Welcome to the ELT Digest. This is our second monthly round up. This time, we share what we enjoyed in November, what we’re looking forward to in the coming month and recommend some non-ELT content. If you missed October’s edition, check it out here.

Looking Back

What’s going on with you these days, Matthew Noble?

This month we held our second ‘What’s going on with you these days?’ session. This time was with Matthew Noble, an extremely thoughtful guy who brought some interesting and varied discussion points. We also had a fun time making terrible puns about hip hop artists and ELT. If you want a recap of the first part of the session (we don’t stream the discussions), you can see it here.

Tough times for teachers in the UK

This post takes a look at how the pandemic has affected teachers in the UK. It seems like this year has affected the profession very differently in different countries, so it is good to inform yourself about what is going on. While some of this article is pretty grim reading, there is also a little room for optimism in terms of the effect unions can have.

Dogme: Still relevant in 2020

This month Tim has been taking a course on Dogme ELT with Scott Thornbury through ITDI. It was very interesting to have a look back at the approach with the man himself. One of the interesting ideas that came out of the course was that Dogme should not be seen as anti-coursebook. Instead, we should think of it as pro-text and pro thinking about what kind of text we use in class. Other strong points were thinking about online Dogme teaching, finding short texts like (instructions from teabag packets!) in the wild and, best of all, the hour-long chats after each session. It sounds like this course could run again, so if you’re interested, tweet at ITDI to tell them you want it.

How should teachers talk to teachers?

Mike enjoyed this talk about communicating with teachers (if you want a recap, you’d be better off checking this version which has more of the talking points). People often talk about communicating with students, but less often with teachers, so this summary is an interesting read. There is a lot to think about here including what medium is best, if you need an email or a meeting and how to give feedback well. While this post is somewhat aimed at managers, it’s useful for teachers too.

Looking Forward

Tim is helping to organise organise the second online excitELT conference which is taking place on the 5th and 6th of December. This time the conference is in collaboration with two academic groups studying English as a medium of instruction (EMI) and World Englishes. While these topics sound academic, they’re very important for teachers. EMI is when English is used to teach other subjects in schools. This is often assumed to be a good thing, but in fact, this can lead to all sorts of problems in terms of who can access these courses and what happens when they do. While EMI is by definition not ELT, the issues raised by EMI are ones English teachers should think about. World Englishes is about what types of English we should be teaching in schools. This is another issue teachers need to think about and one that is, thankfully, being discussed more and more these days. The conference is ‘pay what you feel’ and will be mostly discussion-based. More information is available here.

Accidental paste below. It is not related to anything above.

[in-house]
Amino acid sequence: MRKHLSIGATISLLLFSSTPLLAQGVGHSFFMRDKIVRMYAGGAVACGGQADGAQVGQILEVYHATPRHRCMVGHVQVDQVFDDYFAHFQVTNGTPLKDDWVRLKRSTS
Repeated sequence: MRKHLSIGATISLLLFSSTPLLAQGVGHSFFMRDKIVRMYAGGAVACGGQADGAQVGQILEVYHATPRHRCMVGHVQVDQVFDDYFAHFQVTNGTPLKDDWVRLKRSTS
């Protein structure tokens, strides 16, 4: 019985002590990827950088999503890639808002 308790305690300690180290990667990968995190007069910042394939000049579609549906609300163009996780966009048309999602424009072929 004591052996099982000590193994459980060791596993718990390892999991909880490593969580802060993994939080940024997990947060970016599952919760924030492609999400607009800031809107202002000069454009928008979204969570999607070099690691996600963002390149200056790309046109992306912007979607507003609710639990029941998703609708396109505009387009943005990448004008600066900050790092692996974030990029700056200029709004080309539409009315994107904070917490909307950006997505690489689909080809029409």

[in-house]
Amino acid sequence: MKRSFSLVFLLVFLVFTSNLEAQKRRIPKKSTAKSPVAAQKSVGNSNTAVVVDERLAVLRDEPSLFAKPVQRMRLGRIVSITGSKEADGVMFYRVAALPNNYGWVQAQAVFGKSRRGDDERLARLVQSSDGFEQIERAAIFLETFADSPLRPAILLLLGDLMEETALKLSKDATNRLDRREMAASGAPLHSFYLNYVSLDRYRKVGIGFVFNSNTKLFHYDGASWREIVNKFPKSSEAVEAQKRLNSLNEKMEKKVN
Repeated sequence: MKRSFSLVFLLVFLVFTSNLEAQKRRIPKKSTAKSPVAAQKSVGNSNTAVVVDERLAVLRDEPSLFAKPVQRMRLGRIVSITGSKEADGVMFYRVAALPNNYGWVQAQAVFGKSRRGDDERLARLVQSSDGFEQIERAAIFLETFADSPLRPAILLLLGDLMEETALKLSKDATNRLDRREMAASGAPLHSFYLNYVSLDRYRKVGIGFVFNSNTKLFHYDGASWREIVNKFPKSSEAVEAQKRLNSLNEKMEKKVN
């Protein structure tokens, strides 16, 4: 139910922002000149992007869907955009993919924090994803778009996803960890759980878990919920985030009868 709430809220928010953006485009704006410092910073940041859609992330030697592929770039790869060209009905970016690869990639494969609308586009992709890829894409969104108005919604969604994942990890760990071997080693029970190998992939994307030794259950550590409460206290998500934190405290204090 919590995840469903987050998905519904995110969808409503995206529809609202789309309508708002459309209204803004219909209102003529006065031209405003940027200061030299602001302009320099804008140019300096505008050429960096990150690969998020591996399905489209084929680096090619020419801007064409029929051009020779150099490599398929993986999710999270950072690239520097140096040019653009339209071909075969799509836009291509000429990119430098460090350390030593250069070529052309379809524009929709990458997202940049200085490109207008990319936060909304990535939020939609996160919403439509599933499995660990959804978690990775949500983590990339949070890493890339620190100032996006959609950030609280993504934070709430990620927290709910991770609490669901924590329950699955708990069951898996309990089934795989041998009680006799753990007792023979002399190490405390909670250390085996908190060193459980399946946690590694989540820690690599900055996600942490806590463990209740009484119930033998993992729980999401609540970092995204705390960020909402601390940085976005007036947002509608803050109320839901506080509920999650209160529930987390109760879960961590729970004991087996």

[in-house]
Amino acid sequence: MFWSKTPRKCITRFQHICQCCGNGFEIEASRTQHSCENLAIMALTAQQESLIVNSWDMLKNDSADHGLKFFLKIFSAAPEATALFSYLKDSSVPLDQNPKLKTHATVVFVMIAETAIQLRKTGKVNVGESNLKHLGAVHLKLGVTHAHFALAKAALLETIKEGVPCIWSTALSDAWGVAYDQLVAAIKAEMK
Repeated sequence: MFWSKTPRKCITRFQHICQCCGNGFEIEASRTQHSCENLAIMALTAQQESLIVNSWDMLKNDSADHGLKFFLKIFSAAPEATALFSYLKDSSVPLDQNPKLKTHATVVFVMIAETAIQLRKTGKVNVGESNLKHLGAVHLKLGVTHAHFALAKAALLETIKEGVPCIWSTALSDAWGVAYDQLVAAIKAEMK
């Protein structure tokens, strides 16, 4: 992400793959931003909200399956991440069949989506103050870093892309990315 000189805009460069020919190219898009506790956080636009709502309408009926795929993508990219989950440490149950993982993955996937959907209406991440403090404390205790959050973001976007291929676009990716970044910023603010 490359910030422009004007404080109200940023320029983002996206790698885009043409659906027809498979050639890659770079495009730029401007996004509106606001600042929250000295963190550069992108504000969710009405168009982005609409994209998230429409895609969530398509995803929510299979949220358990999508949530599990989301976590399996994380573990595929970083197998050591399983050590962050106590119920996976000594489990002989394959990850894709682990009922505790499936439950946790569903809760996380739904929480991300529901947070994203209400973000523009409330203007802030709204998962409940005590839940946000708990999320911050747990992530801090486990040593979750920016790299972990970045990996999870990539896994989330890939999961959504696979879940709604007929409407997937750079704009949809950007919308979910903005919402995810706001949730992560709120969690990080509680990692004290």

A little more conversation, a little less teacher action

On Sunday the 13th of December. Tim will be running a Talking Shop session on ‘What Is Conversation and How Do We Teach It? This is going to be based on a talk Tim gave in Cambodia this February but with more of a focus on teaching online. Conversation is an area which has a bit of a ‘What do I actually teach?’ problem. If you feel this way, this talk will be of interest to you. While we’re hoping to sell some copies of Conversation Coursebook from this talk, we’ll be giving away enough of the ‘secret sauce’ in this talk that you won’t really need to buy it. We’ll be sharing links through the mailing list, so if you haven’t yet, please consider joining

Content Consumer Corner

Since making lots of ELT/hip hop crossover puns in our Talking Shop session this month, we’ve been listening to a lot of old school hip hop. Mike enjoyed this video of two people listening to ELTW favourite ‘Scenario’ for the first time. These reaction videos are always fun, but especially when it’s with a song you love.

Tim has been binge-watching two shows this month. The Crown’s latest season deals with Thatcher and the marriage of Prince Charles and Diana. There are quite a few pretty shocking events in here that Tim had no idea happened. The Minions of Midas is a Spanish language show about the owner of a media group who is being extorted. Tim insists that if he stays up till 2 AM watching it he is ‘up late studying Spanish’ and not ‘up late watching TV’.

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